S Fund Scores Big in April: TSP Investors Moved Out of G Fund in March

For the third month in a row, investors in the federal Thrift Savings Plan (TSP) are enjoying positive returns in most of the TSP funds. In March, some TSP investors decided to move money into the small company fund. The gamble paid off in April.

For the third month in a row, investors in the federal Thrift Savings Plan (TSP) are enjoying positive returns in most of the TSP funds.

For the month of April, all of the underlying TSP funds and the L funds had a positive return with the exception of the I fund. That fund lost 2.35% for the month and is down 1.52% for the year—but it is up 34.76% for the past 12 months.

The fund with the best return last month was the S fund with a return of 4.82% in April. It is up 15.21% for the year (it is also the fund with the best return year-to-date) and it is up 50.87% for the past 12 months (it is also the fund with the best return over the past 12 months).

International stocks have been troubled by a volcanic eruption from beneath a glacier in Iceland and concerns about the debt of European nations, particularly Greece. But, while the news media was covering the bomb dropped on Goldman Sachs by the administration, problems in Athens and tracking flight cancellations in London, the American economy was forming into a classic recovery from a recession. Company earnings have been better than expected (although companies often play down expectations) and the gross domestic product was up about 3.2% in the first quarter.

March TSP Transfers

Some TSP investors benefited more than others from April’s profitable returns in the S fund.

In March, TSP investors transferred more than $1.3 billion from the G fund and another 56 million from the F fund. These are the two more conservative underlying TSP funds. $799 million went into the S fund and $51 million went into the C fund. Another large chunk of money, $699 million, was moved into the L funds. Another $146 million was transferred out of the I fund.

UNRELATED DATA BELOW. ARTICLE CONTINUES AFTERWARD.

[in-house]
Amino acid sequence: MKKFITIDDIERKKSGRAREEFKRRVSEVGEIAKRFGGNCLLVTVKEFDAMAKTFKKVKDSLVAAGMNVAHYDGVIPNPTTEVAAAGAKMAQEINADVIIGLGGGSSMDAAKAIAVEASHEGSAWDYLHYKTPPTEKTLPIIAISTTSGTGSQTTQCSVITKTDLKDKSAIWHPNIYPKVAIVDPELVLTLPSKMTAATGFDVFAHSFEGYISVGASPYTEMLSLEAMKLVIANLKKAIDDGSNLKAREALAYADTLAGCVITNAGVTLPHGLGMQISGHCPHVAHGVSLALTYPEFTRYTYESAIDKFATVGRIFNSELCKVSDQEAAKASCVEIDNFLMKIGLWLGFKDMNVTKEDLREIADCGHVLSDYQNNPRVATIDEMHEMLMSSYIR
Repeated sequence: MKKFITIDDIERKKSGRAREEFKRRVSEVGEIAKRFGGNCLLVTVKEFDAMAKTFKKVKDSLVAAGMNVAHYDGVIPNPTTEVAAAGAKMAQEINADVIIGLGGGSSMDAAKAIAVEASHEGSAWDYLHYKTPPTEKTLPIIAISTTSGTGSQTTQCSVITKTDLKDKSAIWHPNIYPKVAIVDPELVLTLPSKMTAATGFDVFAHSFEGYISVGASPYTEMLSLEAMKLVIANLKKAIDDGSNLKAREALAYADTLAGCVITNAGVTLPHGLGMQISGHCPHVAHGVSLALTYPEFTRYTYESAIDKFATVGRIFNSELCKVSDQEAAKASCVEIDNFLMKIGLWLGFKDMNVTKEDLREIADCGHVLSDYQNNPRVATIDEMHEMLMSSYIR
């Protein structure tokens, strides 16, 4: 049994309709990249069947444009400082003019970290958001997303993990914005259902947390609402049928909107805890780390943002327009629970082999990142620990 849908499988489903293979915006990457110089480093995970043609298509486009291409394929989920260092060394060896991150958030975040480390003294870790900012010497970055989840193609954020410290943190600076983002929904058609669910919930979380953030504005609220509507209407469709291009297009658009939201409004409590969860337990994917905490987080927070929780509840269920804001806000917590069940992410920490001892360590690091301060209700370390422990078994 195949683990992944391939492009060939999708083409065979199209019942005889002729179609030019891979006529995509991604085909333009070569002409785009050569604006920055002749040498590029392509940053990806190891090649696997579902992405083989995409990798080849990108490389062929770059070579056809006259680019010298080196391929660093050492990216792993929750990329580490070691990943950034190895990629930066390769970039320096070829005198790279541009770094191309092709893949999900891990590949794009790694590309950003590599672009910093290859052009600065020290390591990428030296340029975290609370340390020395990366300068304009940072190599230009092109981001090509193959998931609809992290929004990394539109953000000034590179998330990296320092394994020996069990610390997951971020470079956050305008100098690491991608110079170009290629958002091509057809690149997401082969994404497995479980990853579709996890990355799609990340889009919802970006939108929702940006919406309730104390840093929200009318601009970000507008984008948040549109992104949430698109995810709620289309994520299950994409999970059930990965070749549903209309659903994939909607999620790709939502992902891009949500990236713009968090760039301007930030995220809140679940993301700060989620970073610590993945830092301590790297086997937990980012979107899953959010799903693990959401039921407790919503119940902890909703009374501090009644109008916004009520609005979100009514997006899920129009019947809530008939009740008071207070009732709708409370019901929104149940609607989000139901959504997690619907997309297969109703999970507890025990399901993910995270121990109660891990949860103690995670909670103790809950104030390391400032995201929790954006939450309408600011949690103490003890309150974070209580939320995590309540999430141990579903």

Growing Popularity of the Lifecycle Funds

Another trend that is apparent in the Thrift Savings Plan is the growing popularity of the lifecycle funds. As investors get more comfortable with the performance of these funds, and probably as a result of the rapid changes in the stock market, more TSP investors are putting their money into these funds.

12% of FERS TSP account balances are now in the L funds. Also, there are now about 681,000 participants in the L funds. By comparison, the number of L fund participants at the end of December 2008 was less than 585,000.


About the Author

Ralph Smith has several decades of experience working with federal human resources issues. He has written extensively on a full range of human resources topics in books and newsletters and is a co-founder of two companies and several newsletters on federal human resources. Follow Ralph on Twitter: @RalphSmith47